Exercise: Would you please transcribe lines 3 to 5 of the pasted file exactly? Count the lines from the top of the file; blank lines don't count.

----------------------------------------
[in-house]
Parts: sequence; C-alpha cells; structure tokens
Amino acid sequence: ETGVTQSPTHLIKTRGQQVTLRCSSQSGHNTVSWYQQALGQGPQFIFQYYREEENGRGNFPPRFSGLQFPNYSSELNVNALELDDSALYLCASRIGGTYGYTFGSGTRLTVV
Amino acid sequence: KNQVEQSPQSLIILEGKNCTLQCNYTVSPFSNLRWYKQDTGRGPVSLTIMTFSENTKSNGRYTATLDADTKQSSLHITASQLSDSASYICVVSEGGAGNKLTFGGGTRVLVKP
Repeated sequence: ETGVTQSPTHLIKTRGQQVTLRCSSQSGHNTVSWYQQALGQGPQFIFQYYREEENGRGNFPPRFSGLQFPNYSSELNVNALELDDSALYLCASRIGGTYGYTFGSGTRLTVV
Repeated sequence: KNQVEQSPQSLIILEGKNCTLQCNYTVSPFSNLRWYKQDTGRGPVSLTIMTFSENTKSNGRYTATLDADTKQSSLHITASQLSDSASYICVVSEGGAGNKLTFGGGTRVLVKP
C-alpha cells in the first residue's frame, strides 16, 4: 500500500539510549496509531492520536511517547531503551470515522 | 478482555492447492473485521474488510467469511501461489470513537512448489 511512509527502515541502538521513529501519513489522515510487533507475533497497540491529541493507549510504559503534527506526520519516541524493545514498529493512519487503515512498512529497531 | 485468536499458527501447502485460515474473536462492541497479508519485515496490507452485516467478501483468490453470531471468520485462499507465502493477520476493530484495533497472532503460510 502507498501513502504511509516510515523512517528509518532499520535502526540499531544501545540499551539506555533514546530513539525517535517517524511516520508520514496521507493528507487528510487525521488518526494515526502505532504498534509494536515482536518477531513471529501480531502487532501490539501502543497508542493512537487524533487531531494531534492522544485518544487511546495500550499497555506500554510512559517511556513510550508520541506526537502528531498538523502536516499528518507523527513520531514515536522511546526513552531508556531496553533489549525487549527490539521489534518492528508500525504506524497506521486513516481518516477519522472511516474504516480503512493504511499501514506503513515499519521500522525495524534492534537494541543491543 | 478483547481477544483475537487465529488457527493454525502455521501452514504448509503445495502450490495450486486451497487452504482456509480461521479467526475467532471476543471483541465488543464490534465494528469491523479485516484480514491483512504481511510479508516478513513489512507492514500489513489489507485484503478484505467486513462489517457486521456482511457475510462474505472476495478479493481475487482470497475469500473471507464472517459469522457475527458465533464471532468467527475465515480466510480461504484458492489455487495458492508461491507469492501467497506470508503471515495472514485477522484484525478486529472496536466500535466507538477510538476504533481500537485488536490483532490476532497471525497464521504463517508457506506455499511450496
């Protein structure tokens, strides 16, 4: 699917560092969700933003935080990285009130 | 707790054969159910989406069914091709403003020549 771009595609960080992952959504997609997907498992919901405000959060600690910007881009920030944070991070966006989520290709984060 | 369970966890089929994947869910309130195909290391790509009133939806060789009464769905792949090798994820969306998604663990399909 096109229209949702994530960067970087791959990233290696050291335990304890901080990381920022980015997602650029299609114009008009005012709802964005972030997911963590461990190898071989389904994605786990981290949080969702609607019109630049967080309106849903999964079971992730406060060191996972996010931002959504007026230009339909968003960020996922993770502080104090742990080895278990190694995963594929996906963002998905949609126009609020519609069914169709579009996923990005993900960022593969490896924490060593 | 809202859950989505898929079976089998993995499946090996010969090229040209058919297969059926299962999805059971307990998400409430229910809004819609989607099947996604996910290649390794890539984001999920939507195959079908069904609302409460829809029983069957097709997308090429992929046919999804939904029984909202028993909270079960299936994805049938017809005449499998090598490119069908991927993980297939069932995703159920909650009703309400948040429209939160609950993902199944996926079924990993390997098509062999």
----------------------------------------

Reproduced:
Amino acid sequence: ETGVTQSPTHLIKTRGQQVTLRCSSQSGHNTVSWYQQALGQGPQFIFQYYREEENGRGNFPPRFSGLQFPNYSSELNVNALELDDSALYLCASRIGGTYGYTFGSGTRLTVV
Amino acid sequence: KNQVEQSPQSLIILEGKNCTLQCNYTVSPFSNLRWYKQDTGRGPVSLTIMTFSENTKSNGRYTATLDADTKQSSLHITASQLSDSASYICVVSEGGAGNKLTFGGGTRVLVKP
Repeated sequence: ETGVTQSPTHLIKTRGQQVTLRCSSQSGHNTVSWYQQALGQGPQFIFQYYREEENGRGNFPPRFSGLQFPNYSSELNVNALELDDSALYLCASRIGGTYGYTFGSGTRLTVV